International migration is a key aspect of globalization. While migrants represent about 3 percent of the world population, a relatively stable figure, immigrants now represent nearly 10 percent of the population of OECD countries, a twofold increase in just a couple of decades. Another interesting pattern of international migration is that it is increasingly of the so-called “brain drain” type, i.e., increasingly highly skilled migrants. These migration flows affect other dimensions of globalization such as trade, FDI and technology diffusion. They also affect institutions and development in low-income countries in a number of ways, including through diffusion of host-country institutions and socio-cultural norms (i.e., “social remittances”). These different dimensions of the migration, globalization and development relationship will be studied combining applied theory and empirical research from elected country case-studies and cross-country comparisons.

Structure

  • Introduction: Migration and globalization: what’s in it for developing countries?
  • Migration and the other dimensions of globalization (trade, FDI and other financial flows, technology diffusion)
  • Migration, institutions and culture (the democratic dividend from emigration, migration and fertility, migration and cultural convergence)

References
- Barsbai, T., Rapoport, H., Steinmayr, A., Trebesch, C. (2017). “The impact of emigration on the diffusion of democracy: evidence from a former Soviet Republic”, American Economic Journal: Applied Economics, vol. 9, no. 3, pp. 36-69.
- Docquier, F., Rapoport, H. (2012). “Globalization, brain drain, and development”, Journal of Economic Literature, 50, pp. 681-730.
- Spilimbergo, A. (2009). “Foreign students and democracy”, American Economic Review, 99(1), pp. 528-543.


Migration, Ageing and the Macro economy - Hippolyte d’Albis

Objectives
The objective of this theme is to study the demographic impacts of migration for host countries, and notably for developed countries with large aging population. The demographic impact of flows of immigrants will be analyzed on both the size of the population and its age structure. Then, the induced consequences on output and public finances will be studied. Both empirical findings and theoretical intuitions will be presented.

References
- d’Albis, H., Boubtane, E., Coulibaly, D. (2019). Immigration and Public Finances in OECD Countries. Journal of Economic Dynamics and Control 99, 116-151.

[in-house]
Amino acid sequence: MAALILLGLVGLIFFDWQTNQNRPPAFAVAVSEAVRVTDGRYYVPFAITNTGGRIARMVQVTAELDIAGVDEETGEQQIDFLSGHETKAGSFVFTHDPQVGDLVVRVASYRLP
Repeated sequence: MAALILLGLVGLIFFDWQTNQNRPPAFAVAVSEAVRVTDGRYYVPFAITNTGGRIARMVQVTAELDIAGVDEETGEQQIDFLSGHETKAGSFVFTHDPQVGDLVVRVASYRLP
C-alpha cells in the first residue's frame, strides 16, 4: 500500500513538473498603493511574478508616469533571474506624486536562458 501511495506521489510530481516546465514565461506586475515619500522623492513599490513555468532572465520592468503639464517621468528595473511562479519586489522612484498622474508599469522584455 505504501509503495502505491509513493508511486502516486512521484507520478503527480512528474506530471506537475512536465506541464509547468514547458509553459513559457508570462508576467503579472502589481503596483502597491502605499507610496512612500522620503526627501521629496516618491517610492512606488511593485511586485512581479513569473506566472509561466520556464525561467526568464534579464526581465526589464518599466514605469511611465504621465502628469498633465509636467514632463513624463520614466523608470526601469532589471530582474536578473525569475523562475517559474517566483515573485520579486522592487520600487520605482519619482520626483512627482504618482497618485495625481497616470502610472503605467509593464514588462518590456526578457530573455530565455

- Dustmann, C., Frattini, T. (2014). The Fiscal Effects of Immigration to the UK, Economic Journal, 124, F593-643.
- Murphy, M. (2016). “The Role of Migration on Long-term European Population Trends, 1850 to Present”, Population and Development Review, 42(2), pp. 225-244.


Immigrants in their Host Society: Barriers to immigrants’ assimilation - Biagio Speciale

Objective
A substantial part of the public debate about immigration in developed countries focuses on whether immigrants integrate in the local labor markets. In this part of the course, we will focus on barriers to immigrants’ assimilation. There are several factors that negatively affect the economic integration of immigrants in host countries. In particular we will focus on the analysis of language barriers and undocumented status. Knowledge of the host country’s language is an important determinant of immigrants’ labor market outcomes and occupational downgrading. For this reason, the governments of several destination countries provide language courses to newly arrived immigrants. We plan to present a brief overview of the literature on the evaluation of these integration plans. Undocumented status – residing in the destination country without a regular residence permit – is another important factor influencing negatively the economic integration of immigrants by reducing the set of available employment opportunities. A part of the course will be devoted to the review of the literature on the effects of immigrants’ legal status on labor market outcomes and economic behavior.

Structure

  • Language barriers (language skills & training and labor market outcomes)
  • Undocumented status (labor market outcomes, propensity to commit crime)

References
- Lochmann, A., Rapoport, H., Speciale, B. (2019). “The effect of language training on immigrants’ economic integration: empirical evidence from France”, European Economic Review, vol. 113, April 2019, Pages 265-296.
- Pinotti, P. (2017). “Clicking on heaven’s door: The effect of immigrant legalization on crime”, American Economic Review, vol. 107, no. 1, (pp. 138-68).
- Sarvimäki, M., Hämäläinen, K. (2016). “Integrating Immigrants: The Impact of Restructuring ALMP”, Journal of Labor Economics, 34(2), pp. 479-508.


Contents - Migration Economics